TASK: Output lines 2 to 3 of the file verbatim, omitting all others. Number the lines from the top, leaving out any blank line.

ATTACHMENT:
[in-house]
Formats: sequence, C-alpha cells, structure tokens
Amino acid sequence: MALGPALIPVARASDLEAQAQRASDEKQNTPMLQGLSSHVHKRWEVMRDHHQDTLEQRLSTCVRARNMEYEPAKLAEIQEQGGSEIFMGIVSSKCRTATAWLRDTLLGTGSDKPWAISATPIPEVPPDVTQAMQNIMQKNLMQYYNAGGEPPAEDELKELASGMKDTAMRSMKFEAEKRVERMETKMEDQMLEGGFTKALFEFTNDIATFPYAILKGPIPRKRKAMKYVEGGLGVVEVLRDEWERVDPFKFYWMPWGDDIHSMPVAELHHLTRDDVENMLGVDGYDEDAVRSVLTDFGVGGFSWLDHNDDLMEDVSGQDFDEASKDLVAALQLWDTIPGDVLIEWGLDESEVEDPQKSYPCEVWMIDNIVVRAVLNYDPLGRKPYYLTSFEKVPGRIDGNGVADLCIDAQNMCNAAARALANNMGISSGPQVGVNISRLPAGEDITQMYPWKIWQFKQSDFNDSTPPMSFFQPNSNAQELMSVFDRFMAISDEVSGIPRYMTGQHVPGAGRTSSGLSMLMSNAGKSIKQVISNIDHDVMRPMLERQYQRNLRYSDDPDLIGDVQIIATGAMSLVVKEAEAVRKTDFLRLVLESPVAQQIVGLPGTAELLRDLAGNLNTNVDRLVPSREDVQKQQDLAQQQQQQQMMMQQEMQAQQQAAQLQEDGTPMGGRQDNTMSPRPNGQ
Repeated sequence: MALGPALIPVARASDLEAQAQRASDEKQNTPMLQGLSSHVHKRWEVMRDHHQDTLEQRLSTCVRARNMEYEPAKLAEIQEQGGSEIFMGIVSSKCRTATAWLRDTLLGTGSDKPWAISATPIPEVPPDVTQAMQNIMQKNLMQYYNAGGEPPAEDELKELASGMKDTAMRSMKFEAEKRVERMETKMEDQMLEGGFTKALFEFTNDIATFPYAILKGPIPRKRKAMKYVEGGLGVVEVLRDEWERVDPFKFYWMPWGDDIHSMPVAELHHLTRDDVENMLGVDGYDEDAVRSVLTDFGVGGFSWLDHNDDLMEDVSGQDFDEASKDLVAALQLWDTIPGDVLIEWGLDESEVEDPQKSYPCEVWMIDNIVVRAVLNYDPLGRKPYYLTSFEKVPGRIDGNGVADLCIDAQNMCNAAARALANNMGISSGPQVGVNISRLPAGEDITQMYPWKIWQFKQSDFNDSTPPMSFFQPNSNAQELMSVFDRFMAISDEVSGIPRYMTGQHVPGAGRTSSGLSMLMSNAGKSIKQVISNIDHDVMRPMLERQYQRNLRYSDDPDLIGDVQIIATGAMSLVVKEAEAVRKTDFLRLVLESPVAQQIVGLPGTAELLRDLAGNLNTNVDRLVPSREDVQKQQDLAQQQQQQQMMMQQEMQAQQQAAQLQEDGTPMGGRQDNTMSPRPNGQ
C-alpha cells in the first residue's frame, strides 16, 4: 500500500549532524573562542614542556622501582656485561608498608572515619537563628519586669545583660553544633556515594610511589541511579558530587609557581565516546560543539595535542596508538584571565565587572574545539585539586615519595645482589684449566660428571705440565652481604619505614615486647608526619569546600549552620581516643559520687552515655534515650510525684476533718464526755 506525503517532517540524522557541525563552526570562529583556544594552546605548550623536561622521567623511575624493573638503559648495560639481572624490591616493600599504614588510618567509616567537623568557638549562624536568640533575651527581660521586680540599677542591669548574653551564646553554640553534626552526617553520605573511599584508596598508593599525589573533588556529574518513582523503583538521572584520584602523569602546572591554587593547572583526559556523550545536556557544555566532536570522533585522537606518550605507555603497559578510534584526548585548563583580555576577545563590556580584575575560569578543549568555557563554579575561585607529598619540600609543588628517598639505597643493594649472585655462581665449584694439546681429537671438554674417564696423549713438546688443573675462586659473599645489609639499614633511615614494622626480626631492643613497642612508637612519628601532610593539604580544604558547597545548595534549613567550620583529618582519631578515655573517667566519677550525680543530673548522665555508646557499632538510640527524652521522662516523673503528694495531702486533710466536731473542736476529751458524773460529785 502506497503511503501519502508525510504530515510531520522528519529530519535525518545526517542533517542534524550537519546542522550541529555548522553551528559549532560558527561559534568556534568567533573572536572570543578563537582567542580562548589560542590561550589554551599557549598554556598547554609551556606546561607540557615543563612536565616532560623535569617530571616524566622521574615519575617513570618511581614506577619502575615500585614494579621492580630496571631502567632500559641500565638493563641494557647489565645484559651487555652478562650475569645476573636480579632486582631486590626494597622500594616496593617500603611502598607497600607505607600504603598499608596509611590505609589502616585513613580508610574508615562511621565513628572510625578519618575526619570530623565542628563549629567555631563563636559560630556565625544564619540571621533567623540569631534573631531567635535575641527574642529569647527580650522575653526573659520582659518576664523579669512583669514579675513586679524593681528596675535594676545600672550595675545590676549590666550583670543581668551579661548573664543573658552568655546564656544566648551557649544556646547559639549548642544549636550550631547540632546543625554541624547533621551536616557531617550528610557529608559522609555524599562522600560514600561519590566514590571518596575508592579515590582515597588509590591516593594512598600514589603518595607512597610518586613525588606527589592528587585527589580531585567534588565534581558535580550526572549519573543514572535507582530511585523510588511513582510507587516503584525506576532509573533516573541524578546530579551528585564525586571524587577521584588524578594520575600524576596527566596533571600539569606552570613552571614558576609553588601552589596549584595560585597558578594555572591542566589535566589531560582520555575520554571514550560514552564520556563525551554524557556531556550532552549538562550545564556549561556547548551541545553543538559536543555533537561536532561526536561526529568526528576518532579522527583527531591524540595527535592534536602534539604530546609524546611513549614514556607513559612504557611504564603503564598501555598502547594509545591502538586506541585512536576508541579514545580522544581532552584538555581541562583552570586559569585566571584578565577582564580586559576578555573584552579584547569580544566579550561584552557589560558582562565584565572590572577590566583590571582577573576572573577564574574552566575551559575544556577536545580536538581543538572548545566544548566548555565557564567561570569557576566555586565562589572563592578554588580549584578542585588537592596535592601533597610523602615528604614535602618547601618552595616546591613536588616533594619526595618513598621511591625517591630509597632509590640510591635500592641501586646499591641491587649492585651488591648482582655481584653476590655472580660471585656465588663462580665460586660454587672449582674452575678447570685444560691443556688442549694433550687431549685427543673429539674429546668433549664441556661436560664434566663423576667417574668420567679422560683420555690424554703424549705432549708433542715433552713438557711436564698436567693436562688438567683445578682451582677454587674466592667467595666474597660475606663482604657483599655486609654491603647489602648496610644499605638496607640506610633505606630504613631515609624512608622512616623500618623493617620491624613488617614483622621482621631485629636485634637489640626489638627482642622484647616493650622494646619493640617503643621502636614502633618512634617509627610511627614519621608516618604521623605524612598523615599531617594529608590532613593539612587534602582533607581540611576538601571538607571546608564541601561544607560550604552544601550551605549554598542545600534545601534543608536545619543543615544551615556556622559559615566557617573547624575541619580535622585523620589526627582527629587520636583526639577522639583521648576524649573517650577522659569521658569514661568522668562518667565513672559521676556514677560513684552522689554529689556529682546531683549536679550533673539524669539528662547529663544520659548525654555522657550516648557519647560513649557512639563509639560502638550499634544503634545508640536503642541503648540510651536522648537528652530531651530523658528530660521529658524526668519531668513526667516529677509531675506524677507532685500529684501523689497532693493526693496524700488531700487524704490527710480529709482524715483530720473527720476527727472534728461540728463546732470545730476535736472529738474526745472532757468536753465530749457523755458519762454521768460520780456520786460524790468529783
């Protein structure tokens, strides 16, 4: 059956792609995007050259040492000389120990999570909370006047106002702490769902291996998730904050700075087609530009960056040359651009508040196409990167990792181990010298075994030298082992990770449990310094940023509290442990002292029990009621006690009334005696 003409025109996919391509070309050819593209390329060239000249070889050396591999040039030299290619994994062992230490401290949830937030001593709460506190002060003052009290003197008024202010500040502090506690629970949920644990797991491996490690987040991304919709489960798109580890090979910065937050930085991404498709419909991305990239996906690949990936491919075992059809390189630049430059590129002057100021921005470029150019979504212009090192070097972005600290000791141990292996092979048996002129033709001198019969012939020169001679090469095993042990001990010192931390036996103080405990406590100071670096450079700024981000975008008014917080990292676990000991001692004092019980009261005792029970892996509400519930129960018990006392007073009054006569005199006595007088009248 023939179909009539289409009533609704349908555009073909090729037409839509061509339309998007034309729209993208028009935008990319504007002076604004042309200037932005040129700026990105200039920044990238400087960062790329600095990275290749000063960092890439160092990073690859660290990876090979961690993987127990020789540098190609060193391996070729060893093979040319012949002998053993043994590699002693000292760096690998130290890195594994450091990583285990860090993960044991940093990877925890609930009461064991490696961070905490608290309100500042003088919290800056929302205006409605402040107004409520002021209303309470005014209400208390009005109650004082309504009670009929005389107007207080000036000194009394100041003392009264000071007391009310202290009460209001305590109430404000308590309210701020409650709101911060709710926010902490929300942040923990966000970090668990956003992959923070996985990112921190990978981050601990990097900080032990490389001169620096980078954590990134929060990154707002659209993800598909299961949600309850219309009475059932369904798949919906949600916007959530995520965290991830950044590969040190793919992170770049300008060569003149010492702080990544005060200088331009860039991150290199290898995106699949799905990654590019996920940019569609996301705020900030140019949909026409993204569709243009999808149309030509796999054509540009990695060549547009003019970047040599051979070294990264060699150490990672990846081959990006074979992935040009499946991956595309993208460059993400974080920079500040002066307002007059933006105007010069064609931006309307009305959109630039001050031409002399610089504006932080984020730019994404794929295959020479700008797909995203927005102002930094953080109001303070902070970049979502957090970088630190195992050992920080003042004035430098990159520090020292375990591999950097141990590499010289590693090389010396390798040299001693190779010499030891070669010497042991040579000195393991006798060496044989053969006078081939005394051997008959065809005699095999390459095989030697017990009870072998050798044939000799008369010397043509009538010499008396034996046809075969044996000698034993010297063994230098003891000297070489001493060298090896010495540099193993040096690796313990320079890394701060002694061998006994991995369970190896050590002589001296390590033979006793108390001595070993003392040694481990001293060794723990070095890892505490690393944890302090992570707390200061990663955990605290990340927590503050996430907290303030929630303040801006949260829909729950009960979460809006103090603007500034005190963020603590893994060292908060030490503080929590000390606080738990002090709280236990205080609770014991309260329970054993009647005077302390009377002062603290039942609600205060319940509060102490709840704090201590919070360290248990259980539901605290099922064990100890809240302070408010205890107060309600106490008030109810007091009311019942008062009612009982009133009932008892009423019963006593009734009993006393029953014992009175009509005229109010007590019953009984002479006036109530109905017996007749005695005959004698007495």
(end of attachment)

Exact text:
Formats: sequence, C-alpha cells, structure tokens
Amino acid sequence: MALGPALIPVARASDLEAQAQRASDEKQNTPMLQGLSSHVHKRWEVMRDHHQDTLEQRLSTCVRARNMEYEPAKLAEIQEQGGSEIFMGIVSSKCRTATAWLRDTLLGTGSDKPWAISATPIPEVPPDVTQAMQNIMQKNLMQYYNAGGEPPAEDELKELASGMKDTAMRSMKFEAEKRVERMETKMEDQMLEGGFTKALFEFTNDIATFPYAILKGPIPRKRKAMKYVEGGLGVVEVLRDEWERVDPFKFYWMPWGDDIHSMPVAELHHLTRDDVENMLGVDGYDEDAVRSVLTDFGVGGFSWLDHNDDLMEDVSGQDFDEASKDLVAALQLWDTIPGDVLIEWGLDESEVEDPQKSYPCEVWMIDNIVVRAVLNYDPLGRKPYYLTSFEKVPGRIDGNGVADLCIDAQNMCNAAARALANNMGISSGPQVGVNISRLPAGEDITQMYPWKIWQFKQSDFNDSTPPMSFFQPNSNAQELMSVFDRFMAISDEVSGIPRYMTGQHVPGAGRTSSGLSMLMSNAGKSIKQVISNIDHDVMRPMLERQYQRNLRYSDDPDLIGDVQIIATGAMSLVVKEAEAVRKTDFLRLVLESPVAQQIVGLPGTAELLRDLAGNLNTNVDRLVPSREDVQKQQDLAQQQQQQQMMMQQEMQAQQQAAQLQEDGTPMGGRQDNTMSPRPNGQ